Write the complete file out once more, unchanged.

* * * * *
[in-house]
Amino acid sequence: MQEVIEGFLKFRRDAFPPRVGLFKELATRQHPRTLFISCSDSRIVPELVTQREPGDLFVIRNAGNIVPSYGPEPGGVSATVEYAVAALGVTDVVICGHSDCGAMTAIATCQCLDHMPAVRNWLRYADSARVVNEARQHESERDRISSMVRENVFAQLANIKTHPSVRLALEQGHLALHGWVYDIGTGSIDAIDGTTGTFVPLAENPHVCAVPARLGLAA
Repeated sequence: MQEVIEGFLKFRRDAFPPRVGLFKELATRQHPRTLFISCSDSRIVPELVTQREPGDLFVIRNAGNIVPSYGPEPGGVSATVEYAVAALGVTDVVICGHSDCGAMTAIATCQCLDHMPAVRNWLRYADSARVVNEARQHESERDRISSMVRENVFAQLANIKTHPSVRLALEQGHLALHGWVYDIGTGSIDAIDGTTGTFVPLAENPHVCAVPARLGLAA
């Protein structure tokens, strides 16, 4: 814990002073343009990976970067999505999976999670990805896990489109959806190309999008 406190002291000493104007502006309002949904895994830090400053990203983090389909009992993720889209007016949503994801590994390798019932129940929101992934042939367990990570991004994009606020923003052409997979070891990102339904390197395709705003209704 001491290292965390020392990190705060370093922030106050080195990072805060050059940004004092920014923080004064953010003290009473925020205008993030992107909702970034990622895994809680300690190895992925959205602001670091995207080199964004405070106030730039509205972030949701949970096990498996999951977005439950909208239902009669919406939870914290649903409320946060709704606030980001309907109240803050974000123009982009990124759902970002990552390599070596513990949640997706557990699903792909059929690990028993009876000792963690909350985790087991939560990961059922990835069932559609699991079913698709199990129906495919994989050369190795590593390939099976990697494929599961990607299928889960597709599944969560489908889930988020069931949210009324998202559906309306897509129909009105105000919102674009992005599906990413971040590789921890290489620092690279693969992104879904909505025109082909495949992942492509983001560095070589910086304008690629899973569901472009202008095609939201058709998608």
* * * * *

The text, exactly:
[in-house]
Amino acid sequence: MQEVIEGFLKFRRDAFPPRVGLFKELATRQHPRTLFISCSDSRIVPELVTQREPGDLFVIRNAGNIVPSYGPEPGGVSATVEYAVAALGVTDVVICGHSDCGAMTAIATCQCLDHMPAVRNWLRYADSARVVNEARQHESERDRISSMVRENVFAQLANIKTHPSVRLALEQGHLALHGWVYDIGTGSIDAIDGTTGTFVPLAENPHVCAVPARLGLAA
Repeated sequence: MQEVIEGFLKFRRDAFPPRVGLFKELATRQHPRTLFISCSDSRIVPELVTQREPGDLFVIRNAGNIVPSYGPEPGGVSATVEYAVAALGVTDVVICGHSDCGAMTAIATCQCLDHMPAVRNWLRYADSARVVNEARQHESERDRISSMVRENVFAQLANIKTHPSVRLALEQGHLALHGWVYDIGTGSIDAIDGTTGTFVPLAENPHVCAVPARLGLAA
């Protein structure tokens, strides 16, 4: 814990002073343009990976970067999505999976999670990805896990489109959806190309999008 406190002291000493104007502006309002949904895994830090400053990203983090389909009992993720889209007016949503994801590994390798019932129940929101992934042939367990990570991004994009606020923003052409997979070891990102339904390197395709705003209704 001491290292965390020392990190705060370093922030106050080195990072805060050059940004004092920014923080004064953010003290009473925020205008993030992107909702970034990622895994809680300690190895992925959205602001670091995207080199964004405070106030730039509205972030949701949970096990498996999951977005439950909208239902009669919406939870914290649903409320946060709704606030980001309907109240803050974000123009982009990124759902970002990552390599070596513990949640997706557990699903792909059929690990028993009876000792963690909350985790087991939560990961059922990835069932559609699991079913698709199990129906495919994989050369190795590593390939099976990697494929599961990607299928889960597709599944969560489908889930988020069931949210009324998202559906309306897509129909009105105000919102674009992005599906990413971040590789921890290489620092690279693969992104879904909505025109082909495949992942492509983001560095070589910086304008690629899973569901472009202008095609939201058709998608």